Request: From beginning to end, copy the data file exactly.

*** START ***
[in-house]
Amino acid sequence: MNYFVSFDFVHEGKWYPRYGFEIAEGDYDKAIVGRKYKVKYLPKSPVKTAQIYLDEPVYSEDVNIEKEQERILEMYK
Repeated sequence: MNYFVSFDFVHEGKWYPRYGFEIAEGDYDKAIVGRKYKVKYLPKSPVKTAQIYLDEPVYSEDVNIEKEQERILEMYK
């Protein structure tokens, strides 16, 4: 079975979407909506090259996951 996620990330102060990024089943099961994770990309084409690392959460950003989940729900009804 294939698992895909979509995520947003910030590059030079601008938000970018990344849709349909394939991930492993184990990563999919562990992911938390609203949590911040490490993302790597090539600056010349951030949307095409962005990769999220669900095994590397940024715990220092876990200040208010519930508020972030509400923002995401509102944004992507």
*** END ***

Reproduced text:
[in-house]
Amino acid sequence: MNYFVSFDFVHEGKWYPRYGFEIAEGDYDKAIVGRKYKVKYLPKSPVKTAQIYLDEPVYSEDVNIEKEQERILEMYK
Repeated sequence: MNYFVSFDFVHEGKWYPRYGFEIAEGDYDKAIVGRKYKVKYLPKSPVKTAQIYLDEPVYSEDVNIEKEQERILEMYK
């Protein structure tokens, strides 16, 4: 079975979407909506090259996951 996620990330102060990024089943099961994770990309084409690392959460950003989940729900009804 294939698992895909979509995520947003910030590059030079601008938000970018990344849709349909394939991930492993184990990563999919562990992911938390609203949590911040490490993302790597090539600056010349951030949307095409962005990769999220669900095994590397940024715990220092876990200040208010519930508020972030509400923002995401509102944004992507």